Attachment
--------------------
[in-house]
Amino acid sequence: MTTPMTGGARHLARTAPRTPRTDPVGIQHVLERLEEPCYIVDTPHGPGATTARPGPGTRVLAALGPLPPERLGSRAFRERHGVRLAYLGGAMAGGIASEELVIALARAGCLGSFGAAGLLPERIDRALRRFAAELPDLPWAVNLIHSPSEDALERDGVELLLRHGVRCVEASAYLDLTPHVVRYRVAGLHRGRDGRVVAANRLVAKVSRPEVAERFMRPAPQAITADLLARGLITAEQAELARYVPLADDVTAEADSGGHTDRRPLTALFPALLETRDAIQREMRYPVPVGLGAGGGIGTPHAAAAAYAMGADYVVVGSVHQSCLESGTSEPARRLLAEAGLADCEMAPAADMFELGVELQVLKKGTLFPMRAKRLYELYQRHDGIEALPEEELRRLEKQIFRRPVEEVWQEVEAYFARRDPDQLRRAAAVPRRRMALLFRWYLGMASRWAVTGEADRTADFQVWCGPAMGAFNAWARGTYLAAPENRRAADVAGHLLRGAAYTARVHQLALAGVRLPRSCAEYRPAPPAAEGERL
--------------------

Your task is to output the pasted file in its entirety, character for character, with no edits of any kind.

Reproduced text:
[in-house]
Amino acid sequence: MTTPMTGGARHLARTAPRTPRTDPVGIQHVLERLEEPCYIVDTPHGPGATTARPGPGTRVLAALGPLPPERLGSRAFRERHGVRLAYLGGAMAGGIASEELVIALARAGCLGSFGAAGLLPERIDRALRRFAAELPDLPWAVNLIHSPSEDALERDGVELLLRHGVRCVEASAYLDLTPHVVRYRVAGLHRGRDGRVVAANRLVAKVSRPEVAERFMRPAPQAITADLLARGLITAEQAELARYVPLADDVTAEADSGGHTDRRPLTALFPALLETRDAIQREMRYPVPVGLGAGGGIGTPHAAAAAYAMGADYVVVGSVHQSCLESGTSEPARRLLAEAGLADCEMAPAADMFELGVELQVLKKGTLFPMRAKRLYELYQRHDGIEALPEEELRRLEKQIFRRPVEEVWQEVEAYFARRDPDQLRRAAAVPRRRMALLFRWYLGMASRWAVTGEADRTADFQVWCGPAMGAFNAWARGTYLAAPENRRAADVAGHLLRGAAYTARVHQLALAGVRLPRSCAEYRPAPPAAEGERL